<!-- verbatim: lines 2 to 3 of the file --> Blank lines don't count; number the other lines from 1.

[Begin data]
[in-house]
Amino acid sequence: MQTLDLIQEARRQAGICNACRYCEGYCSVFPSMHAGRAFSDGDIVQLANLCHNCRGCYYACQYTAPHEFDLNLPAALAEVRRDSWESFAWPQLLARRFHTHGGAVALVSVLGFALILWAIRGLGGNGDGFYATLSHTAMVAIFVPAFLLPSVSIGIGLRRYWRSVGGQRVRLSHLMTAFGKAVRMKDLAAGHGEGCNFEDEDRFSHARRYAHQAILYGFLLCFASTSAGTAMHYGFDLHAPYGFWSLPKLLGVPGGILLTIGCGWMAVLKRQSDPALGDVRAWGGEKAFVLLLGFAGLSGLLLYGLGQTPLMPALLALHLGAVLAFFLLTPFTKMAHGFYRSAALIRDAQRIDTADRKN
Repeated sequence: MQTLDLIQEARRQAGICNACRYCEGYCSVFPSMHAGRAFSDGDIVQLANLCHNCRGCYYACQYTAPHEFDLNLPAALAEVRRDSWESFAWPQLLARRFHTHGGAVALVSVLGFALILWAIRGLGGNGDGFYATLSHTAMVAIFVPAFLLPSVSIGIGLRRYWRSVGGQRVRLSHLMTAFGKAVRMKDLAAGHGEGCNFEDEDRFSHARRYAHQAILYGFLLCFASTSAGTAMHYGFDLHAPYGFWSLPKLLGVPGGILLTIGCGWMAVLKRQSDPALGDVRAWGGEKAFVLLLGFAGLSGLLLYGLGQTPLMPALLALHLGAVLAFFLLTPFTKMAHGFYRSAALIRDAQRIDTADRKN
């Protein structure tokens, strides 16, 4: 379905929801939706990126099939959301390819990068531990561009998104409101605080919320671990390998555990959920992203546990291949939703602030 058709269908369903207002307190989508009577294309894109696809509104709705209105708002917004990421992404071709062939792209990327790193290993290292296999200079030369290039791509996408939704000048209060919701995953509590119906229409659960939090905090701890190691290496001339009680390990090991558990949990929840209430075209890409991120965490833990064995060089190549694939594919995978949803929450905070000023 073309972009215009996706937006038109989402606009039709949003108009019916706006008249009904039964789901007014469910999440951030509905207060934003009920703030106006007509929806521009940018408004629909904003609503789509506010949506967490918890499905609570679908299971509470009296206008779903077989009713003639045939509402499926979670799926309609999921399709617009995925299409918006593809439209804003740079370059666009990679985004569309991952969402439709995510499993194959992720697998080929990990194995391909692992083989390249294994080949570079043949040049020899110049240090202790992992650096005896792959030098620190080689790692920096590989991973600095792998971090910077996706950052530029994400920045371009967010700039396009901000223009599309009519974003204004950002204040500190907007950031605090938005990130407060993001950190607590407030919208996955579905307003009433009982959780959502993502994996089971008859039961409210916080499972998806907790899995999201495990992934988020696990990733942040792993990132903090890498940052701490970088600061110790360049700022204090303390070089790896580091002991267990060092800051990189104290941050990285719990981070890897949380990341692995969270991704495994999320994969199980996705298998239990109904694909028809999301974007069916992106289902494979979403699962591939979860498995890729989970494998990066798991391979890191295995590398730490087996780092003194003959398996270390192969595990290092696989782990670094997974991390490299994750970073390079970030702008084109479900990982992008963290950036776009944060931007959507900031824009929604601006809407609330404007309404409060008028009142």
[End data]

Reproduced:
Amino acid sequence: MQTLDLIQEARRQAGICNACRYCEGYCSVFPSMHAGRAFSDGDIVQLANLCHNCRGCYYACQYTAPHEFDLNLPAALAEVRRDSWESFAWPQLLARRFHTHGGAVALVSVLGFALILWAIRGLGGNGDGFYATLSHTAMVAIFVPAFLLPSVSIGIGLRRYWRSVGGQRVRLSHLMTAFGKAVRMKDLAAGHGEGCNFEDEDRFSHARRYAHQAILYGFLLCFASTSAGTAMHYGFDLHAPYGFWSLPKLLGVPGGILLTIGCGWMAVLKRQSDPALGDVRAWGGEKAFVLLLGFAGLSGLLLYGLGQTPLMPALLALHLGAVLAFFLLTPFTKMAHGFYRSAALIRDAQRIDTADRKN
Repeated sequence: MQTLDLIQEARRQAGICNACRYCEGYCSVFPSMHAGRAFSDGDIVQLANLCHNCRGCYYACQYTAPHEFDLNLPAALAEVRRDSWESFAWPQLLARRFHTHGGAVALVSVLGFALILWAIRGLGGNGDGFYATLSHTAMVAIFVPAFLLPSVSIGIGLRRYWRSVGGQRVRLSHLMTAFGKAVRMKDLAAGHGEGCNFEDEDRFSHARRYAHQAILYGFLLCFASTSAGTAMHYGFDLHAPYGFWSLPKLLGVPGGILLTIGCGWMAVLKRQSDPALGDVRAWGGEKAFVLLLGFAGLSGLLLYGLGQTPLMPALLALHLGAVLAFFLLTPFTKMAHGFYRSAALIRDAQRIDTADRKN